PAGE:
10:45 a.m.: You can scroll from left to right through paintings, and with pop-up windows you can pick colors, brushes, and other tools. If you want to share, you can send to Facebook, Twitter, e-mail, etc.
10:46 a.m.: Electronic Arts is getting its turn now.
10:48 a.m.: "Need for Speed," is the game they're showing. They said it took "a very short amount of time" to rework it from the iPhone to the iPad version. That means they can redo all of their iPhone games pretty quickly.
10:49 a.m.: MLB.com is up now.
10:50 a.m.: "We couldn't just take our existing iPhone app and make it bigger," MLB's Chad Evans says.
10:51 a.m.: You can scroll through the scoreboard on the top, see the virtual Gameday version of a game, but with a bunch of screen space you can also watch highlight videos in the same window. On the bottom you can scroll through a team's lineup, click on players and their baseball card pops in a small window.
You can also watch full-screen live video of games.
10:53 a.m.: Jobs is back. He puts a picture of the Kindle on screen. "Amazon's done a great job of pioneering this functionality with the Kindle. We're going to stand on their shoulders and go a bit further."
The new app is called iBooks.
10:54 a.m.: You can choose books from what looks like an actual bookshelf. On the upper left is a button that leads to the iBook Store. Can download books right to the iPad. All five major publishers (Penguin, Harper Collins, Simon and Schuster, MacMillan, and Hachette) are on the bookstore starting this afternoon.
Now we're getting a demo of the books app.
10:55 a.m.: The user interface is exactly like iTunes or the App Store.
10:56 a.m.: To read a book, you tap on it and it opens to be read via portrait or landscape. Tap anywhere on the right to flip forward in pages, tap on the left to go back. You can also pick up a page and lift it by dragging your finger right to left.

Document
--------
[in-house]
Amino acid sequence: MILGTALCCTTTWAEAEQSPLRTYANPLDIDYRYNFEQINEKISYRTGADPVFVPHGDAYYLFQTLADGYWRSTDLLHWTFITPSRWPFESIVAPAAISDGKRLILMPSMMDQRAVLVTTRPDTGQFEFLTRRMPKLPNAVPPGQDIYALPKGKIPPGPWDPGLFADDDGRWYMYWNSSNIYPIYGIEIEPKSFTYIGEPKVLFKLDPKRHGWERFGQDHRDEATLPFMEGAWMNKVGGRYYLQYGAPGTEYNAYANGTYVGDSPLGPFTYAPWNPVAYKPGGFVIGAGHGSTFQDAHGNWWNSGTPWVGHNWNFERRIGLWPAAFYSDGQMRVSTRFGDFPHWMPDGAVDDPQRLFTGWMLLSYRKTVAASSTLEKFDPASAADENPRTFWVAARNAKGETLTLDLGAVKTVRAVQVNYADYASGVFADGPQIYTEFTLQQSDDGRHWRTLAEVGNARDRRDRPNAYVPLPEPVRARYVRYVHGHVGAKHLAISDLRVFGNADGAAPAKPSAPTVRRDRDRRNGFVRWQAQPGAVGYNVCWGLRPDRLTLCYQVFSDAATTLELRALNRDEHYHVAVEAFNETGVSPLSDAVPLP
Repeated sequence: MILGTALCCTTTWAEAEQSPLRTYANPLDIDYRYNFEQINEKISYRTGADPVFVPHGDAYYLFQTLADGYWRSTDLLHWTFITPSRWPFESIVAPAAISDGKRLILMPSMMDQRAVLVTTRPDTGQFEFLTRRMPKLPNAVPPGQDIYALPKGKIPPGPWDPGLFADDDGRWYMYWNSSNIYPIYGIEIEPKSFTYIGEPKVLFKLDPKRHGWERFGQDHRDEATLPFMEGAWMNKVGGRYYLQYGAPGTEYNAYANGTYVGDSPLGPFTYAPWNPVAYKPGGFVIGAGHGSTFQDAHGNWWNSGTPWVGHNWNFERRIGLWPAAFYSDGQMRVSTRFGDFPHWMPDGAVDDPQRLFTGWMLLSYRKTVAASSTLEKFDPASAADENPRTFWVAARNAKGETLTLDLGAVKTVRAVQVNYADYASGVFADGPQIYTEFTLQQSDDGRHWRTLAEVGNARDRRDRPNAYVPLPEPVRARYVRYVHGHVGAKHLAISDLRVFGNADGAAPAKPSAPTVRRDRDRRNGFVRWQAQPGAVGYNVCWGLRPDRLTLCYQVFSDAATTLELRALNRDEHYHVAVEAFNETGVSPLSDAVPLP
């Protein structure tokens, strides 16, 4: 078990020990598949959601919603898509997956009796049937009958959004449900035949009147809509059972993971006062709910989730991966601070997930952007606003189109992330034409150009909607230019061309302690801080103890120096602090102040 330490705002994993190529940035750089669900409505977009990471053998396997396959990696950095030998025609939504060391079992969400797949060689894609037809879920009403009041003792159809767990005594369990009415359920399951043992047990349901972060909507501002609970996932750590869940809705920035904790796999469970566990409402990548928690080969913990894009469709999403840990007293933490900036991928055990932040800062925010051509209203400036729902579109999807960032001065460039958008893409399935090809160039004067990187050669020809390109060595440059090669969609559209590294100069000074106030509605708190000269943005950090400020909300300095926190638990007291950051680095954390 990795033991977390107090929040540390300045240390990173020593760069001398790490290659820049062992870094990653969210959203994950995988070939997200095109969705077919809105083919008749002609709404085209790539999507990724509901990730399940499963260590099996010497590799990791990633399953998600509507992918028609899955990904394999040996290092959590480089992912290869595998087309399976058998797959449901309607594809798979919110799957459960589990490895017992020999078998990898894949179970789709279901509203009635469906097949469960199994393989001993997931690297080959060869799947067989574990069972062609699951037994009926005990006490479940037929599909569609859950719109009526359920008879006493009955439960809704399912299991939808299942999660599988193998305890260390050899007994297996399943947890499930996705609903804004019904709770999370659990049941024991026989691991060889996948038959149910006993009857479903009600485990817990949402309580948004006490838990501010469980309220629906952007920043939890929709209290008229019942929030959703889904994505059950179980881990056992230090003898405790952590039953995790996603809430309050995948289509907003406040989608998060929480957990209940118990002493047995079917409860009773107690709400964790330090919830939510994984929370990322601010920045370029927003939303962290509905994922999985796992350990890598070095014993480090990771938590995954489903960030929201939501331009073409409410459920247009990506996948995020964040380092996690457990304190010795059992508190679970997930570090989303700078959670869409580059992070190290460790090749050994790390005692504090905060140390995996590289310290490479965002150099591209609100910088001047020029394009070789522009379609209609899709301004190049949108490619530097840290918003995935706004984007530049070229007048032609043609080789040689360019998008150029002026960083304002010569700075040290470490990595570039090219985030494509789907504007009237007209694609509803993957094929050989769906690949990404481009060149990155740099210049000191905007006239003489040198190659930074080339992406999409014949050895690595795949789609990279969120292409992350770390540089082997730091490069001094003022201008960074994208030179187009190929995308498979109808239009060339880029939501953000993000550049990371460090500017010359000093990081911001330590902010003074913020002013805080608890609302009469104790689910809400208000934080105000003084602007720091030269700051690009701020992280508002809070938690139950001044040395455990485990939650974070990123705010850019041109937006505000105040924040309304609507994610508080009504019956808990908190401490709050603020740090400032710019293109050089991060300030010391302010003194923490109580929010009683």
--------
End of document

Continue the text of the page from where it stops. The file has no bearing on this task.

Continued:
10:57 a.m.: A scroll bar on the bottom shows your progress through the book and what page you're on.
You can also change font and size if you want.
10:58 a.m.: It uses the ePub format. Not just popular books, but textbooks are coming as well.
But he moves on quickly without giving any detail about textbooks.
10:59 a.m.: Now Jobs is talking about iWork, and invites Phil Schiller, senior vice president of product marketing, to give more details.
11:00 a.m.: The iWork team has reworked the software for the iPad, including a brand new version of Keynote to make presentations with touch input only.
Also new versions of Pages and Numbers.
11:02 a.m.: Schiller is demoing those for us now.
11:09 a.m.: First he runs through all the multitouch features of Keynote. Then he moves on to the way you can create page layouts with Pages by scrolling, do automatic text wrapping by putting images on pages with text already on them, and change column numbers with popup menus. With Numbers, you can also create a spreadsheet with just touch input. You can drag spreadsheet columns by dragging, and add rows of data. By clicking on a column, a pop-up calculator appears to input numbers or calculations.